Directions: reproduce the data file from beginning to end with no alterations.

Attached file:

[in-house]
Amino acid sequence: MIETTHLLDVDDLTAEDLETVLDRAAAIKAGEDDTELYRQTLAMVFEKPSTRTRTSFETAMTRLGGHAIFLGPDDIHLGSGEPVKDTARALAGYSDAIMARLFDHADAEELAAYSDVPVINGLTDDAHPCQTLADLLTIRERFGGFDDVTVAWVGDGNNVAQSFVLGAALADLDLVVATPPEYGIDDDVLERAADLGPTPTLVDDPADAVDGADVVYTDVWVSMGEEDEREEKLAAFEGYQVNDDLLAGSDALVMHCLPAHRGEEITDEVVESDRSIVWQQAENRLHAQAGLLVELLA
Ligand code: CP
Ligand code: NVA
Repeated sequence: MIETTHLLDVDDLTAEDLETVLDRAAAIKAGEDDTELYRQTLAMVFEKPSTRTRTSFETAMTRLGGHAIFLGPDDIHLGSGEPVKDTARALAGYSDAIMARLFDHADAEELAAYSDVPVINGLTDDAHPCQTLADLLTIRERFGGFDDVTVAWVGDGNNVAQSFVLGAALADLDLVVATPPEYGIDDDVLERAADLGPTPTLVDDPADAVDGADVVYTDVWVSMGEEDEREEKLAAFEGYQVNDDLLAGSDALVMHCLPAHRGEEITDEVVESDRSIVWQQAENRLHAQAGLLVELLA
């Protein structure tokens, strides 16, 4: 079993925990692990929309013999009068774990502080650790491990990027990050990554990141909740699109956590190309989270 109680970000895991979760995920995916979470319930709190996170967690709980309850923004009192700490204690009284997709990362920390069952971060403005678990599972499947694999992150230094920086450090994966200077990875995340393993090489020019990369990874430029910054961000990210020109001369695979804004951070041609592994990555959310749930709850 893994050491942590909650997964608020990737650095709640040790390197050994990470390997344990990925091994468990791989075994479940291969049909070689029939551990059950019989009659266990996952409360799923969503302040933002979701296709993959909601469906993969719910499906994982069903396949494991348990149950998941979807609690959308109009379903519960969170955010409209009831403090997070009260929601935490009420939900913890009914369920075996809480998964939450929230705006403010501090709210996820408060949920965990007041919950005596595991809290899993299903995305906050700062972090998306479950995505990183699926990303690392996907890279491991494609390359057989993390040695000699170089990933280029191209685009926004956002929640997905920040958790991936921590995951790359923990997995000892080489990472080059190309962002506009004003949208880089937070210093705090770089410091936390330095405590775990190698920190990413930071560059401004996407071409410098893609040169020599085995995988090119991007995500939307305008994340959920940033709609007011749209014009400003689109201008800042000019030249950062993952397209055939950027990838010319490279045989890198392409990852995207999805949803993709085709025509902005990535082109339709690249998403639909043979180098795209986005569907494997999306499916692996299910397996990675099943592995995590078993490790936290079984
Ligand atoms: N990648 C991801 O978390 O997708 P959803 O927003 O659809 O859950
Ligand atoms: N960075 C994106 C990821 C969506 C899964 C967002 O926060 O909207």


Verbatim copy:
[in-house]
Amino acid sequence: MIETTHLLDVDDLTAEDLETVLDRAAAIKAGEDDTELYRQTLAMVFEKPSTRTRTSFETAMTRLGGHAIFLGPDDIHLGSGEPVKDTARALAGYSDAIMARLFDHADAEELAAYSDVPVINGLTDDAHPCQTLADLLTIRERFGGFDDVTVAWVGDGNNVAQSFVLGAALADLDLVVATPPEYGIDDDVLERAADLGPTPTLVDDPADAVDGADVVYTDVWVSMGEEDEREEKLAAFEGYQVNDDLLAGSDALVMHCLPAHRGEEITDEVVESDRSIVWQQAENRLHAQAGLLVELLA
Ligand code: CP
Ligand code: NVA
Repeated sequence: MIETTHLLDVDDLTAEDLETVLDRAAAIKAGEDDTELYRQTLAMVFEKPSTRTRTSFETAMTRLGGHAIFLGPDDIHLGSGEPVKDTARALAGYSDAIMARLFDHADAEELAAYSDVPVINGLTDDAHPCQTLADLLTIRERFGGFDDVTVAWVGDGNNVAQSFVLGAALADLDLVVATPPEYGIDDDVLERAADLGPTPTLVDDPADAVDGADVVYTDVWVSMGEEDEREEKLAAFEGYQVNDDLLAGSDALVMHCLPAHRGEEITDEVVESDRSIVWQQAENRLHAQAGLLVELLA
């Protein structure tokens, strides 16, 4: 079993925990692990929309013999009068774990502080650790491990990027990050990554990141909740699109956590190309989270 109680970000895991979760995920995916979470319930709190996170967690709980309850923004009192700490204690009284997709990362920390069952971060403005678990599972499947694999992150230094920086450090994966200077990875995340393993090489020019990369990874430029910054961000990210020109001369695979804004951070041609592994990555959310749930709850 893994050491942590909650997964608020990737650095709640040790390197050994990470390997344990990925091994468990791989075994479940291969049909070689029939551990059950019989009659266990996952409360799923969503302040933002979701296709993959909601469906993969719910499906994982069903396949494991348990149950998941979807609690959308109009379903519960969170955010409209009831403090997070009260929601935490009420939900913890009914369920075996809480998964939450929230705006403010501090709210996820408060949920965990007041919950005596595991809290899993299903995305906050700062972090998306479950995505990183699926990303690392996907890279491991494609390359057989993390040695000699170089990933280029191209685009926004956002929640997905920040958790991936921590995951790359923990997995000892080489990472080059190309962002506009004003949208880089937070210093705090770089410091936390330095405590775990190698920190990413930071560059401004996407071409410098893609040169020599085995995988090119991007995500939307305008994340959920940033709609007011749209014009400003689109201008800042000019030249950062993952397209055939950027990838010319490279045989890198392409990852995207999805949803993709085709025509902005990535082109339709690249998403639909043979180098795209986005569907494997999306499916692996299910397996990675099943592995995590078993490790936290079984
Ligand atoms: N990648 C991801 O978390 O997708 P959803 O927003 O659809 O859950
Ligand atoms: N960075 C994106 C990821 C969506 C899964 C967002 O926060 O909207």